UCSB Arts & Lectures will present Pulitzer Prize-winning author Jared Diamond in a talk titled “The World Until Yesterday: What Can We Learn from Traditional Societies?” at 3 p.m. Saturday, Jan. 12 at UCSB Campbell Hall.

Jared Diamond

Jared Diamond

Books will be available for purchase at the event, and a book signing will follow the talk.

In his new book, The World Until Yesterday, Diamond, the mega-bestselling author of Guns, Germs, and Steel and Collapse, takes us on a mesmerizing journey into our rapidly vanishing past. He reveals how traditional societies offer an extraordinary window into how our ancestors lived for millions of years until virtually “yesterday,” in evolutionary terms.

This is Diamond’s most personal book to date — and his first trade book in seven years — as he draws extensively on his four decades of fieldwork in New Guinea and adjacent Pacific islands, as well as evidence from Inuit, Amazonian, Kalahari and other cultures. He explores how traditional peoples approach universal problems — from child rearing and elder care to dispute resolution and staving off disease — and discovers that we have much to learn from these cultures.

Praised by Skeptic magazine publisher Michael Shermer as “the Charles Darwin of our generation,” Diamond does not romanticize traditional societies; he recognizes that some of their practices are shocking to contemporary people, and that it’s important to acknowledge modern improvements in human behavior and society. But while highlighting crucial lessons in his characteristically provocative, enlightening and entertaining way, his message is clear: It’s possible for us to have the best of both worlds.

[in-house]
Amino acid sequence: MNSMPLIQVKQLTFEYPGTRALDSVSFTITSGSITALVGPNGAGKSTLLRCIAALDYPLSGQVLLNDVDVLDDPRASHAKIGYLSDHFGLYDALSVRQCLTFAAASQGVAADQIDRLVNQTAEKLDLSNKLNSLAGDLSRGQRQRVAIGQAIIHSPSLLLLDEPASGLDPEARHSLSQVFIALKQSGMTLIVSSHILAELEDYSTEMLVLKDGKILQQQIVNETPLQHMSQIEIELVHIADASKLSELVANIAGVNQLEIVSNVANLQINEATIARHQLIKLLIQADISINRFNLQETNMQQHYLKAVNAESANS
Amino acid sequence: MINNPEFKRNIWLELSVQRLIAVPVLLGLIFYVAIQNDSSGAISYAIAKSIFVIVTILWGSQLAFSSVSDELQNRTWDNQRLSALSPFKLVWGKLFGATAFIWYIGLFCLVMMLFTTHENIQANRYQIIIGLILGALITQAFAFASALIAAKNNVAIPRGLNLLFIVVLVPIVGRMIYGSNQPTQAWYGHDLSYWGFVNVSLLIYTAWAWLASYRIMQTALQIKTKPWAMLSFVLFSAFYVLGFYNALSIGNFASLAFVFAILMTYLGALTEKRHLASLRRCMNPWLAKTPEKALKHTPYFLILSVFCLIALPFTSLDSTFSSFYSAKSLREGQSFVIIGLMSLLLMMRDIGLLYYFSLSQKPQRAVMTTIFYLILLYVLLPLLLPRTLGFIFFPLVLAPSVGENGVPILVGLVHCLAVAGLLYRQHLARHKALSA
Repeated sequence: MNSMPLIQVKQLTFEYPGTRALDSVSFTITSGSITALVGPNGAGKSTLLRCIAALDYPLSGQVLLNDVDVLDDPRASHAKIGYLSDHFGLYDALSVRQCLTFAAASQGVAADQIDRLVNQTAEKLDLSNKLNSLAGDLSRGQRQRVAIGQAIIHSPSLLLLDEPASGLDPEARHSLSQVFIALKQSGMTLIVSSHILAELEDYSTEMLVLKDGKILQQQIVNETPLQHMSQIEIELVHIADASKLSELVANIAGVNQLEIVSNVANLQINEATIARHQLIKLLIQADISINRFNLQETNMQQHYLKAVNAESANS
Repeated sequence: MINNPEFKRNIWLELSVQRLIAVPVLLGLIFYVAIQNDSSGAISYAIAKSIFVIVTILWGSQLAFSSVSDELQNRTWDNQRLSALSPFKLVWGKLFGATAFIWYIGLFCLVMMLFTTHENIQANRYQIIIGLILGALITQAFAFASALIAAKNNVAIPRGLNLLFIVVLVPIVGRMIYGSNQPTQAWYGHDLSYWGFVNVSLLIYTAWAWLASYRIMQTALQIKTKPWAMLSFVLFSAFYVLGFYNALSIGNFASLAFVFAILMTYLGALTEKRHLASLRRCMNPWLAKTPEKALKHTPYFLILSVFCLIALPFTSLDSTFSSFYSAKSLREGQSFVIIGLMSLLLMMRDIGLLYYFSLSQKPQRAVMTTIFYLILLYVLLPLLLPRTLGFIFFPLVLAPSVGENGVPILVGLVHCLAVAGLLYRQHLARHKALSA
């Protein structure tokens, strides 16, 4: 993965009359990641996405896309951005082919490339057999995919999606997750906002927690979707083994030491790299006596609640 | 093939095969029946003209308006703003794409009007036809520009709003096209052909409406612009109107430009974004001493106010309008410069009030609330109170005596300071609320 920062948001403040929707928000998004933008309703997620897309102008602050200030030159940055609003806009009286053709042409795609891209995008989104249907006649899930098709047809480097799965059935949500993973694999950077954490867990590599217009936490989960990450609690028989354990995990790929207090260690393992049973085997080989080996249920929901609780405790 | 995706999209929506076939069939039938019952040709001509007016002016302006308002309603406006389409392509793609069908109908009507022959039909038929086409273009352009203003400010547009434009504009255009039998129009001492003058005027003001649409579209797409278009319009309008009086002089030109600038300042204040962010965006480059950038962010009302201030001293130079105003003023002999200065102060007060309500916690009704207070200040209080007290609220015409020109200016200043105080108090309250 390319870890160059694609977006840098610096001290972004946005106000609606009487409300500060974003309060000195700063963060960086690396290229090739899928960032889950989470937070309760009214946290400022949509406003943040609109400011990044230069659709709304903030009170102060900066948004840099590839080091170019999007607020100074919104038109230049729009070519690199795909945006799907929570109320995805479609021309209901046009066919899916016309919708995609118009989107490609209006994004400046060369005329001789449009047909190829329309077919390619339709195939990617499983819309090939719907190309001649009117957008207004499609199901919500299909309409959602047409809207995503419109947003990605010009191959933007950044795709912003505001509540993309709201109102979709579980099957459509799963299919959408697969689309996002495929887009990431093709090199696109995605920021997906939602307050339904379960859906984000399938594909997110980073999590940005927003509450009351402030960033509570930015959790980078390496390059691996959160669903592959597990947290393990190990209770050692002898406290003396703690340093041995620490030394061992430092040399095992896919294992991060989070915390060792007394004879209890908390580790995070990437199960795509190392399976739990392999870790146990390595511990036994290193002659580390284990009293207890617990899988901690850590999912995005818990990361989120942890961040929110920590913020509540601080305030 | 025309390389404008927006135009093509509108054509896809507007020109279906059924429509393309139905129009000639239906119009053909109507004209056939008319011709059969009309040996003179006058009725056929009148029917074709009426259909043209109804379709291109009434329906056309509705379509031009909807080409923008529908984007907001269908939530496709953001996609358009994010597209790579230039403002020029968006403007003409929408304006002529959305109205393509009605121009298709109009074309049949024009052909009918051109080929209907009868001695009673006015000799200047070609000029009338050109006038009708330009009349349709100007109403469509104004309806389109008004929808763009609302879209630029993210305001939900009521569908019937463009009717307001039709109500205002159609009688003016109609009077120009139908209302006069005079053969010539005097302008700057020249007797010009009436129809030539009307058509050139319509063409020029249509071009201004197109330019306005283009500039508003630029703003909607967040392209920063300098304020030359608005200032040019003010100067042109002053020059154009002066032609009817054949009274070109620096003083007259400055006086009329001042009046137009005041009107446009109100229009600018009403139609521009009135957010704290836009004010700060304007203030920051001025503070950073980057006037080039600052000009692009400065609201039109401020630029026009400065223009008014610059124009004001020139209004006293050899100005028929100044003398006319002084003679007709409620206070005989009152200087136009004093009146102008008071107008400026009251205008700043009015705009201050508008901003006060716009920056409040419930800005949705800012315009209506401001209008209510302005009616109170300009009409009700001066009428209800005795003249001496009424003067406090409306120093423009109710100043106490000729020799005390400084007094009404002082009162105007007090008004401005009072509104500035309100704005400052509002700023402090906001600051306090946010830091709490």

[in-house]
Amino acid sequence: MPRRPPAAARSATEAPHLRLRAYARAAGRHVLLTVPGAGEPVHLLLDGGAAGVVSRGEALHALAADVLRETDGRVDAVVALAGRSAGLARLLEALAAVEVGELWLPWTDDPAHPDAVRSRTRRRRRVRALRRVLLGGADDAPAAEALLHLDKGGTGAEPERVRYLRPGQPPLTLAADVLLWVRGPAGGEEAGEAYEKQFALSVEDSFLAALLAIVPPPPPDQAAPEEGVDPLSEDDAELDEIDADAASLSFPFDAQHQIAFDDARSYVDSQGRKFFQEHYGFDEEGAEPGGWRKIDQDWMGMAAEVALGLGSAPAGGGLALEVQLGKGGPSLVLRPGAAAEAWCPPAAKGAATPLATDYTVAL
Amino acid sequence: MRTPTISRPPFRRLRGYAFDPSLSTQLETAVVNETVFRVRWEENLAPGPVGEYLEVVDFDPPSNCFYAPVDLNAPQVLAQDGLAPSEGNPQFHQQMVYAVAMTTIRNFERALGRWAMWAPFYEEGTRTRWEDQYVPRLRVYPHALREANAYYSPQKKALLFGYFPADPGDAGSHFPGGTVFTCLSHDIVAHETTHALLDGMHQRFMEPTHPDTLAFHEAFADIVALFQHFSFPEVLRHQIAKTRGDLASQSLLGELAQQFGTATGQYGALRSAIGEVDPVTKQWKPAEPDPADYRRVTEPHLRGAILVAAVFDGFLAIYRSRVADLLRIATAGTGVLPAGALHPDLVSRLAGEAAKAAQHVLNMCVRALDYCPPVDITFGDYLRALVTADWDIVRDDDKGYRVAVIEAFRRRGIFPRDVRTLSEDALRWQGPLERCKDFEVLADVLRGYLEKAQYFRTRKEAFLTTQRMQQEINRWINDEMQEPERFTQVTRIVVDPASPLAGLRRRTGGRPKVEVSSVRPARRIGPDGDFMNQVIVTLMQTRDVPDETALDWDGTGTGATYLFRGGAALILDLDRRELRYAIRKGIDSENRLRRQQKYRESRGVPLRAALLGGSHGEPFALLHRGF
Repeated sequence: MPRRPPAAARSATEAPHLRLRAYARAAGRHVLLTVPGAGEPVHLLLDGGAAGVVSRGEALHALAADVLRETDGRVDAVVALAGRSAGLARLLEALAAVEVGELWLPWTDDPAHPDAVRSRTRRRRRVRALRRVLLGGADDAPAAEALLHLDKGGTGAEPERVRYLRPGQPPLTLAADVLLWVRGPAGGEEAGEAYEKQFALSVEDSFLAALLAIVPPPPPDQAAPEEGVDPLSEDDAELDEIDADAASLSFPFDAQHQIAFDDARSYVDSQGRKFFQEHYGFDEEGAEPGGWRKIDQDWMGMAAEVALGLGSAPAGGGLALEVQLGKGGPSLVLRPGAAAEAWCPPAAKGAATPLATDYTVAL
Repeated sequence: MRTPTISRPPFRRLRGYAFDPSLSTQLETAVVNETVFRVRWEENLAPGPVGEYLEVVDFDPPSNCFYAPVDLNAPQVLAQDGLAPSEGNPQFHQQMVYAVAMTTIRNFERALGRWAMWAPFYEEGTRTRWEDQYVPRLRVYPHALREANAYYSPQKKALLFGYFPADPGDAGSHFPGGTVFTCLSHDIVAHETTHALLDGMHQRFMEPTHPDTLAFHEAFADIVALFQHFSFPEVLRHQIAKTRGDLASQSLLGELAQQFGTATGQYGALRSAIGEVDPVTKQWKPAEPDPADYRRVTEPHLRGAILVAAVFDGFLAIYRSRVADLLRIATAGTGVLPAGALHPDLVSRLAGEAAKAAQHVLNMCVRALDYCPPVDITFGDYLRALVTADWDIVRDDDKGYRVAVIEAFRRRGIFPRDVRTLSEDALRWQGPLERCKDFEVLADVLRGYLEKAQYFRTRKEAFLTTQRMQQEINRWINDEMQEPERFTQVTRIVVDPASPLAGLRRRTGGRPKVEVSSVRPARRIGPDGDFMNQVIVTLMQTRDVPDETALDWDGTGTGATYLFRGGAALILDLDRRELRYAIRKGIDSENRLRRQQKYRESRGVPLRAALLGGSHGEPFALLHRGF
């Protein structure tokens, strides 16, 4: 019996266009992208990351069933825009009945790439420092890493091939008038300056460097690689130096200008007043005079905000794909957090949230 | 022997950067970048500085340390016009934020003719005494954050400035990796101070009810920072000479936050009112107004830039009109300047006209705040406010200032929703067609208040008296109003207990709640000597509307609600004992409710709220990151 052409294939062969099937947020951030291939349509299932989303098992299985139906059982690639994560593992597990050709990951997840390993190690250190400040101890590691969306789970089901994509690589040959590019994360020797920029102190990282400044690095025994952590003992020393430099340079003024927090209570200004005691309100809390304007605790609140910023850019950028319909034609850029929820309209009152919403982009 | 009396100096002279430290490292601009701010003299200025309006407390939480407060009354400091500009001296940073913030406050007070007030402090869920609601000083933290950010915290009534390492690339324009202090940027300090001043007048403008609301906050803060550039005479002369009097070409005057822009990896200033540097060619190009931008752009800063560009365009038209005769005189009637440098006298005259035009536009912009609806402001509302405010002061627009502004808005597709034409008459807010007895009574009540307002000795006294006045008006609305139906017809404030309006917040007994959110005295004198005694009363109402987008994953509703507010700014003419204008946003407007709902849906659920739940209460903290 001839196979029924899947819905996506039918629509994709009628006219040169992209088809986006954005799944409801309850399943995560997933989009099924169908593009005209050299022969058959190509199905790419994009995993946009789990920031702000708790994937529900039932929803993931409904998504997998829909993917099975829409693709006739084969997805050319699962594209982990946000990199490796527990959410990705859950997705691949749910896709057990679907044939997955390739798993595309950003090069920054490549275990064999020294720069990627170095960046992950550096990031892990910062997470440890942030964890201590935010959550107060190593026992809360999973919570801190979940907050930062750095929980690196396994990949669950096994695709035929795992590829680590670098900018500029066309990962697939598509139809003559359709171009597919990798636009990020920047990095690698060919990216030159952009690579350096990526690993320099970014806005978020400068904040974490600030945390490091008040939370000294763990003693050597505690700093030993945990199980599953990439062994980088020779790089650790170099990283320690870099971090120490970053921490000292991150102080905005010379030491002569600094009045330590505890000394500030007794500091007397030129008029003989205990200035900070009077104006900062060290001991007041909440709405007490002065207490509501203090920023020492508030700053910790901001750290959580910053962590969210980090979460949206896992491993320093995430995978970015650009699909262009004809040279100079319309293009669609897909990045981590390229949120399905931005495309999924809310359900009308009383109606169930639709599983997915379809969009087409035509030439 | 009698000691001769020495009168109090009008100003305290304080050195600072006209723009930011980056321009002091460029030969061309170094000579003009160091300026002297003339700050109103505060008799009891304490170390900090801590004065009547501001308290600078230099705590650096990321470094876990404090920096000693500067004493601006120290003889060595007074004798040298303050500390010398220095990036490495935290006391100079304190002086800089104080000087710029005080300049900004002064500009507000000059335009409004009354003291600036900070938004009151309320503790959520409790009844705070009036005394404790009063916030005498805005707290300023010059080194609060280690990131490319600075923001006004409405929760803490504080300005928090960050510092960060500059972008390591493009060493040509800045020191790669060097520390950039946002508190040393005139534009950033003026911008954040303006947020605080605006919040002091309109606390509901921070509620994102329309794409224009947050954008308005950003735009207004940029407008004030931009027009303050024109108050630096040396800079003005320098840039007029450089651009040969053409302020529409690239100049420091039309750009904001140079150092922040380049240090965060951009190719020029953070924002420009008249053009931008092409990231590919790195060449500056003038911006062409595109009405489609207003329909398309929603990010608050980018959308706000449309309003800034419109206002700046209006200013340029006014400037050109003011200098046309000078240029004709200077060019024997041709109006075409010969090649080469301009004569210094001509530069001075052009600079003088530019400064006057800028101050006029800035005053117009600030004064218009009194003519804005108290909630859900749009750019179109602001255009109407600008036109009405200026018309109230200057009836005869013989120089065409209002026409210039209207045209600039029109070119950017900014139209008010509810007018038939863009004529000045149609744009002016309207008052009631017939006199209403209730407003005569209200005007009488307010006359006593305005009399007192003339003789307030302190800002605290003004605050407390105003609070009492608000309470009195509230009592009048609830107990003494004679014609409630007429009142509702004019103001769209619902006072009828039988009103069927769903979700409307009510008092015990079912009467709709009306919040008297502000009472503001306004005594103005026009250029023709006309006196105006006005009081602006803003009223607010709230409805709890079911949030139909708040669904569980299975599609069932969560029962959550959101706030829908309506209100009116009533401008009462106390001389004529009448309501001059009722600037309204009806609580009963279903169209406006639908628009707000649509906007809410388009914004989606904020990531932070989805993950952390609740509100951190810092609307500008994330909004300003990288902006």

Diamond is a professor of geography at UCLA. Among his many awards are the National Medal of Science, the Tyler Prize for Environmental Achievement, Japan’s Cosmos Prize, a MacArthur Foundation Fellowship and the Lewis Thomas Prize honoring the Scientist as Poet, presented by The Rockefeller University.

His previous books include Why Is Sex Fun?: The Evolution of Human Sexuality (1997), The Third Chimpanzee: The Evolution and Future of the Human Animal (1991), Collapse: How Societies Choose to Fail or Succeed (2005) and Guns, Germs, and Steel: The Fates of Human Societies (1997), which won the Pulitzer Prize.

Diamond’s lecture is presented by UCSB Arts & Lectures, as well as community partner the Orfalea Foundation and public lecture support from Yardi.

Tickets are $15 for the general public and $10 for UCSB students with a current student ID. For tickets or more information, call UCSB Arts & Lectures at 805.893.3535 or click here to purchase online.

Arts & Lectures thanks lynda.com for its major support of the 2012-13 season.

— Karna Hughes is a senior writer and publicist for UCSB Arts & Lectures.